Thursday, August 24, 2006

Catalyzing Downtown Cleveland's Residential Growth

There has been a long-standing debate over how best to attract new residents to Cleveland's downtown. Potential residents clamor for more housing and more retail & services. Developers, for their part, hesitate to build more housing until there's more residents (paradoxically) and more retail & services. Retailers, of course, don't want to set up shop downtown until there are more residents. If all three groups play their part, then downtown should prosper (ie: potential residents commit to signing leases / buying condos; developers commit to building those apartment buildings; service/retail providers commit to opening stores). If, however, any one of the groups fails to honor its commitment, the project as a whole fails: if residents don't move in to the new homes, developers and retailers go out of business; if developers don't build the homes, residents can't move in and the retailers have no customers; if retailers don't open their new stores, residents won't be able to conveniently access essential services and won't move in to the neighborhood).

It's a rather compelling example of The Prisoner's Dilemma: the mission (in this case, building up a downtown neighborhood) succeeds only if all the players freely choose to do their part. Each player, however, has no assurance that his teammates will take the same risk and play their respective roles. It's an exercise in trust.

In simpler terms, the downtown growth question can be understood as a "chicken-and-egg" debate. Residents will only move in when there is sufficient housing & retail. Housing & retail only move in when there is sufficient residential population. Which comes first, the chicken (residents, I suppose) or the egg (housing & retail) ?

Regardless of which theoretical model you prefer, the practical result has been slow residential growth in the downtown core. If it really is a question of trust (or, shall we say, political consensus) among disparate actors, then we must conclude that there's a lot of mistrust.

All of which brings me to an article about a new development in Minneapolis. To quickly summarize: a developer (Don Milliken) has just gotten approval from the city's Planning Commission to build his proposed 33-story (290-unit) condo building downtown. This building will include a ground-level 75,000 square-foot Whole Foods. The project formally brings together exactly those three key groups necessary for downtown rebirth: residents, developers, and retailers! Whole Foods commits to opening a store in the condo building; the developer commits to building it; and residents (one hopes!) commit to moving in.

Well, to be fair, that last part is still unclear: the article does not discuss whether Milliken's financiers will demand a certain percentage of pre-building sales before ponying up the cash. My guess is that to secure $200 million in financing he will absolutely have to pre-sell at least a third of the building. Assuming that's the case, this project may well prove to be an excellent case study in how to bring together the three essential players in downtown growth.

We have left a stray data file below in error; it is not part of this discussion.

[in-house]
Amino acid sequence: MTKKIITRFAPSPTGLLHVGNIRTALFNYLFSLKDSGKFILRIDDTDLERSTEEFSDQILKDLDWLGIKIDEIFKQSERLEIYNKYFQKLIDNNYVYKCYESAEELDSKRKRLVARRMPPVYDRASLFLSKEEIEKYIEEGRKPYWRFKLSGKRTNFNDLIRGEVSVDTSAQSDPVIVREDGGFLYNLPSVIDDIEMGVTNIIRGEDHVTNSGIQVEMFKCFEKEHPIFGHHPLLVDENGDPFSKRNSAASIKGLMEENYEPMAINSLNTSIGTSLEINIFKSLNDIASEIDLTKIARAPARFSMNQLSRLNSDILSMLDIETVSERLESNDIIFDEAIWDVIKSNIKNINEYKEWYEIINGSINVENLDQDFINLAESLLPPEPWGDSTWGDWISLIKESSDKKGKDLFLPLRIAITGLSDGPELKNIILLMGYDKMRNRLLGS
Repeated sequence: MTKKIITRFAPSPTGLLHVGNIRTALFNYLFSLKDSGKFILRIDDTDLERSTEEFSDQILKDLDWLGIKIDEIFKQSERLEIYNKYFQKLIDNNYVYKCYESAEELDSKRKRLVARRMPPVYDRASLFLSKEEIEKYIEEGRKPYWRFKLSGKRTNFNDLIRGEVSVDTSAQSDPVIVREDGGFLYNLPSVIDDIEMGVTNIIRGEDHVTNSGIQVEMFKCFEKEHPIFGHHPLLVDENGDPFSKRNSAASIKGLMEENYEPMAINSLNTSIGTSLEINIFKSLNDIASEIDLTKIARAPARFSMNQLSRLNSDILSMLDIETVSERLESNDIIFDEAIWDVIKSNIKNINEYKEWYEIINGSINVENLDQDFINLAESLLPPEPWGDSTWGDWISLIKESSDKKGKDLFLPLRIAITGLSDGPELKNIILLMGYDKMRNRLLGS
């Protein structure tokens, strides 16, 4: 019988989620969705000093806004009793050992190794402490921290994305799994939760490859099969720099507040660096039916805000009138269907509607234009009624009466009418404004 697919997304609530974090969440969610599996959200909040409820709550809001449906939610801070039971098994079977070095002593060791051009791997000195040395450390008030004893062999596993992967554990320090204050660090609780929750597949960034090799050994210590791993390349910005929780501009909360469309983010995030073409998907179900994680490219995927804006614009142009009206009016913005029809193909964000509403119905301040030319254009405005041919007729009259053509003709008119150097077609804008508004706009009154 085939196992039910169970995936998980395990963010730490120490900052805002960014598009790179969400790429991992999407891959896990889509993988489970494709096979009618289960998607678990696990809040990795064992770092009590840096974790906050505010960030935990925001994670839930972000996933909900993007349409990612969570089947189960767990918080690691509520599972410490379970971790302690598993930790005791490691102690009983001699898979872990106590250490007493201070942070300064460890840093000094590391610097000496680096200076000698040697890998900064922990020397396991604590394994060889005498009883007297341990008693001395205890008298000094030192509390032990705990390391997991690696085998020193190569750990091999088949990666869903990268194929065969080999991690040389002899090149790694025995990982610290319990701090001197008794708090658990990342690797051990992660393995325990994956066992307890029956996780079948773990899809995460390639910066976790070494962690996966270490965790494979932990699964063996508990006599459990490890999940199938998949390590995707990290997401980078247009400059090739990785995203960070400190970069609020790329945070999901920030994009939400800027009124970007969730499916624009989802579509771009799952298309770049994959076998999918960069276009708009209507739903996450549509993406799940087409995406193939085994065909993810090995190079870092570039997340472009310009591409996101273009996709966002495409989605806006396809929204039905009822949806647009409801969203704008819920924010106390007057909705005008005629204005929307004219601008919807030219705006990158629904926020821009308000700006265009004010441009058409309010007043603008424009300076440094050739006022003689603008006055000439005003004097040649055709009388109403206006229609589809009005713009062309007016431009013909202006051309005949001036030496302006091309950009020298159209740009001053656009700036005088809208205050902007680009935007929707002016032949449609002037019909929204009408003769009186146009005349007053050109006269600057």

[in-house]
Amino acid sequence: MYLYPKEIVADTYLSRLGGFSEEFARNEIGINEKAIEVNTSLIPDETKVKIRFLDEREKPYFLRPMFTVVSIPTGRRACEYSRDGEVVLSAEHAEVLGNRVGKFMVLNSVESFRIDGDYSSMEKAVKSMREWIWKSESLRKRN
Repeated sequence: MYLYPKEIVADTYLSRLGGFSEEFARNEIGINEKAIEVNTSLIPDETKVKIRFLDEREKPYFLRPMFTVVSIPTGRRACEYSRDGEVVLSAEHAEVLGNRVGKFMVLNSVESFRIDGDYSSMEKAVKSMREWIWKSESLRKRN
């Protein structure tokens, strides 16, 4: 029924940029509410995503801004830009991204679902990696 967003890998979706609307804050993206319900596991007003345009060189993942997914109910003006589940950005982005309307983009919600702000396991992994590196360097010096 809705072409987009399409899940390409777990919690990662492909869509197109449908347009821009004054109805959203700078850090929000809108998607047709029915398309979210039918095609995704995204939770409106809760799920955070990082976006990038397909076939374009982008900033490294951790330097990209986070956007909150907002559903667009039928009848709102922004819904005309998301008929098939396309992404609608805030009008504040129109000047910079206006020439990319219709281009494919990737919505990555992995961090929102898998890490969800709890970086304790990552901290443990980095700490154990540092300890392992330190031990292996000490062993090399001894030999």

Theoretically, this whole project could be a shining example to the rest of the country. Let's say Milliken pre-sells enough units; the banks in turn agree to finance the construction; Whole Foods agrees to set up shop (selling to a captive audience, no less); Milliken builds it; the contractors actually get it done on time (!); residents move in; and finally everyone wins: The city gets new property tax revenue, Whole Food makes a killing selling over-priced organic tomatoes to the condo crowd, and Milliken makes a fortune and contributes it all to the Gates foundation (well, who knows, right?).

On the other, we should consider how this could go wrong. The easiest way for the project to collapse is if Milliken can't pre-sell enough units. If the housing market isn't interested in downtown Minneapolis living, then there's little Milliken can do. In that event, the financing would fall through and the whole project would evaporate. Even if Milliken can pre-sell enough units, Whole Foods might decide that it's not good business to open up. And even if Whole Foods doesn't back out, there could easily be cost- and time-overruns in the construction process, delaying the move-in date for all those pre-sold residents and causing Whole Foods shareholders to complain that the company isn't expanding fast enough.

But I've said enough. Let's keep our eyes on this project and see if they can make the magic happen...


Blogger Frank A. Mills said...

Steve, can't speak for Minneapolis but I just read an artical in a real estate magazine, FORUM if I remember correctly, that in many regions pre-sales do not factor into whether or not a development project goes forward. If I interpreted the article correctly this region is one of the few where pre-sales are a factor. In one major East Coast city the developers were astounded to find that so many wanted to buy into a condo project before it ever got off the ground. In fact, pre-sales weren't even being offered as the developers saw no need to offer them and had never before done so. I suppose it all has to do with the robustness of a city's economy.

8:39 PM  

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